Who Will Fill the Bill in 206?



– 206 in the title is a reference to Room 206 of the Indiana State House (the Governor’s Office)

Gubernatorial chief of staff and long-time advisor Bill Smith will be departing the Pence Administration May 9 to form a public affairs and strategic communications firm – which is anticipated to work with the Governor’s campaign and other clients.
Smith has served as chief of staff in the Pence congressional office (after serving as chief of staff to then-U.S. rep. Dan Burton (R), where his tenure in that office began more than 30 years ago) and as senior advisor for the 2012 Pence gubernatorial campaign, over-seeing all activities . . . and while he won’t be the management equivalent of the much-maligned “helicopter parent,” you (and the Guv) should be assured that he won’t be more than a touch of the speed dial (he’s not a text-message guy) awayNo one in the Governor’s Office has as lengthy a relationship with the principal as Smith, and while some have a long political or policy tie to the Governor, no one combines both like Smith, and he will be difficult to replace internally simply because there is a strong bond between Smith, the Governor and the First Lady built on 15 years of trust and comfort that no one can immediately replicate.

Smith as chief of staff has been effective at communicating standards to agency heads and finding the right people for the posts, and at quietly communicating the need for change or quickly and quietly moving around people who didn’t prove to be good fits for certain roles.  The Pence Administration has not needed a “hatchet man” as some past administrations have had in the Governor’s Office because he’s largely handled the role that some recent chiefs of staff have chosen to delegate, and how that will work going forward will be interesting to watch, particularly as the Pence Administration starts to accumulate a reputation for positive management largely devoid of the social policy override that many had expected to dominate his administration . . . and recall that expectations for this governor as a manager were mighty low, given that he hadn’t managed much more than a congressional office in his professional life.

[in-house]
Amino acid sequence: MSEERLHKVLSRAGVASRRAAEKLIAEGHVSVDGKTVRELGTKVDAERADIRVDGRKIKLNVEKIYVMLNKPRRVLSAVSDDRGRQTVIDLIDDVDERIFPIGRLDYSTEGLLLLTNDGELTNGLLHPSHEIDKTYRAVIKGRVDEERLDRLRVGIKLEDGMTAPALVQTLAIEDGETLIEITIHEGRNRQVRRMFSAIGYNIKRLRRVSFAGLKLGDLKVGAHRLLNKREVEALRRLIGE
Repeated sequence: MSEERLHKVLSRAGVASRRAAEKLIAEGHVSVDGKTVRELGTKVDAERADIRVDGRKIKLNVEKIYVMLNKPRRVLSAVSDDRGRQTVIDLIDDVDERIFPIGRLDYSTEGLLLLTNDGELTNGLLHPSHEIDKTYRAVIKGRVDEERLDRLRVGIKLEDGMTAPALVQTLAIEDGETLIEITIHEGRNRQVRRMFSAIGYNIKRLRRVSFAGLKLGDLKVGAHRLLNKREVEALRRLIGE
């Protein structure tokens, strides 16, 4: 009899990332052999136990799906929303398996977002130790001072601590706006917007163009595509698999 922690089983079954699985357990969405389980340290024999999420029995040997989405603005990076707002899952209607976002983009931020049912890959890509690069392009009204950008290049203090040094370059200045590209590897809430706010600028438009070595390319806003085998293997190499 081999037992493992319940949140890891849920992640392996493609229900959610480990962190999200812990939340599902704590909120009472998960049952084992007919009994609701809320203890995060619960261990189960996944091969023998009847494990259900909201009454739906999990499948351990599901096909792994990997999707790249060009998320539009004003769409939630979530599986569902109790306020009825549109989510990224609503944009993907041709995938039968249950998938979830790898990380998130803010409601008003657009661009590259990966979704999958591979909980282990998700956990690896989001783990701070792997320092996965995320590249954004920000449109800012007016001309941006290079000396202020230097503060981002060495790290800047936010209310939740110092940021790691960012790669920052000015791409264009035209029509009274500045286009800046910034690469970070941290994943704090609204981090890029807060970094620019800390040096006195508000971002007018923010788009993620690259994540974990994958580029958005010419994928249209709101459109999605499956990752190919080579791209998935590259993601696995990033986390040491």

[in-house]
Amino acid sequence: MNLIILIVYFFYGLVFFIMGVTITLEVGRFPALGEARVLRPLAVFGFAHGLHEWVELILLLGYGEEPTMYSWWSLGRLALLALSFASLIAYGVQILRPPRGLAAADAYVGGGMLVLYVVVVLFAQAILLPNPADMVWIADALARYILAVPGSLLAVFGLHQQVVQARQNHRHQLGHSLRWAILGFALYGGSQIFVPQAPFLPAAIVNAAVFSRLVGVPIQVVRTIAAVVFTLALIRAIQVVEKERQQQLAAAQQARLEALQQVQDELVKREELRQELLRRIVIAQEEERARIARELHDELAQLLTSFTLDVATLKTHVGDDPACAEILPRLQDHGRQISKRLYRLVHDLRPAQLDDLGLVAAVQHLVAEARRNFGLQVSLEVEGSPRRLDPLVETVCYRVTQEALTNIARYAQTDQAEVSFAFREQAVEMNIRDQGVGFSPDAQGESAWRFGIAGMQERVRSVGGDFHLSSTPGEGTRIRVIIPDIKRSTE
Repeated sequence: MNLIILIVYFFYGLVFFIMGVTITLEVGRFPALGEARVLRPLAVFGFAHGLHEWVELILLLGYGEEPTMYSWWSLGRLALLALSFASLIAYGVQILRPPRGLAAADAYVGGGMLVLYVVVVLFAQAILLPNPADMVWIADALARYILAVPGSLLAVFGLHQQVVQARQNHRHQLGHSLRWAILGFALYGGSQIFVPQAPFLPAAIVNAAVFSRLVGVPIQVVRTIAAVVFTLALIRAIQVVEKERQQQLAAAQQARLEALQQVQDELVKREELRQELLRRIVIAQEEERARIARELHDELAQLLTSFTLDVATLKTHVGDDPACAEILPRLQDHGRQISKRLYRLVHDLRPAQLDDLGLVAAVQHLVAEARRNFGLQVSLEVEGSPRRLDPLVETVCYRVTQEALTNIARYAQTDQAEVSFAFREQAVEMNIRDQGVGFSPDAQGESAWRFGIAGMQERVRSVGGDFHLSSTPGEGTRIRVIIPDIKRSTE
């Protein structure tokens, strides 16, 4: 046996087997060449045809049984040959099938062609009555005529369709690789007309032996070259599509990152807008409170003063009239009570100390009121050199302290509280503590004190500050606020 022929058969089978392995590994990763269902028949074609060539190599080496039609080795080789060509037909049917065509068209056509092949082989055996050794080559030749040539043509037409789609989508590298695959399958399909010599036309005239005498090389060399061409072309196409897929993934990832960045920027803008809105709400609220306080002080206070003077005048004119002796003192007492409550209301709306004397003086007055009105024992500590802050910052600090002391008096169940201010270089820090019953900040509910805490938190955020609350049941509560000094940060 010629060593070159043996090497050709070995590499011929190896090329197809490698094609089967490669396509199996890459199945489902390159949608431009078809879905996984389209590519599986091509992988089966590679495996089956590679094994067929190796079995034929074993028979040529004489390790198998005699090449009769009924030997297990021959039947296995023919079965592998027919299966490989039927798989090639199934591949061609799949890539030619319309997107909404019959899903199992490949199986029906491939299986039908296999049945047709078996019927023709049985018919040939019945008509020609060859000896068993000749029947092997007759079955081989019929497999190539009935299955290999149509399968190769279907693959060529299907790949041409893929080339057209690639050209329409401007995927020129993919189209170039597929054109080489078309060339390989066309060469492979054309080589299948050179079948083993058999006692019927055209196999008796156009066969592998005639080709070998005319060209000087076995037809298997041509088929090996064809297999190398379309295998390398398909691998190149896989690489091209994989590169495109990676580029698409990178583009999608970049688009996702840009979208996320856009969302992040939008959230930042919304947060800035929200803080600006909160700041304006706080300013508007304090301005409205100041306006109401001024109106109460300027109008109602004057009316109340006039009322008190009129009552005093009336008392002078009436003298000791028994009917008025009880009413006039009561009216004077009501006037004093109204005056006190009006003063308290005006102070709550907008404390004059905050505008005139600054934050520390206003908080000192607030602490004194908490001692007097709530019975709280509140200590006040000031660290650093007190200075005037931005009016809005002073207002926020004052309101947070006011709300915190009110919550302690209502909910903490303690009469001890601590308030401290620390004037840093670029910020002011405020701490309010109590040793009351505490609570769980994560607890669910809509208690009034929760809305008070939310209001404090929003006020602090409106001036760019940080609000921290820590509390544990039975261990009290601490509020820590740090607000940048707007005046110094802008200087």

And you should not underestimate the importance of the strong rapport that Smith has with the state’s social conservative network.  While other Pence aides may enjoy the same degree of credibility with this faction as Smith (the founding director of the Indiana Family Institute), they can’t claim the same credibility with the establishment Republicans, legislative leadership, the congressional delegation, and even Democrats – who have had no complaints with how Smith has handled his duties and arranged for interaction between them and the Governor.

So Smith leaves some big shoes to fill with his decision to cut his daily three-hour round-trip to the State House down to just one day in downtown Indianapolis (his new operation will be house at 101 West Ohio).  And there has been no decision made on Smith’s replacement; there is no heir apparent (despite all sorts of other uniformed speculation); the Governor has not even decided whether the new chief of staff will come from inside the office (or state or federal government), the political world, or business; and the only certainty is that the Guv understand there is a short timeline for the decision, which Smith will help him facilitate.

The only certainty is that whoever becomes the next top staffer will have to adhere to the precepts that the Governor has laid down for all of his staffers.  They must possess integrity, have a servant’s heart, have respect in the chain of command, and have some fun in their jobs as they interact with colleagues.

But the key element for the Governor in selecting the new chief of staff will be the level of trust he possesses in the individual, and this is not a position – in this administration, anyway – for which you can see someone chosen who does not have a deep pre-existing working relationship with the principal.

–  Indiana Legislative Insight (reproduction permission approved by publisher)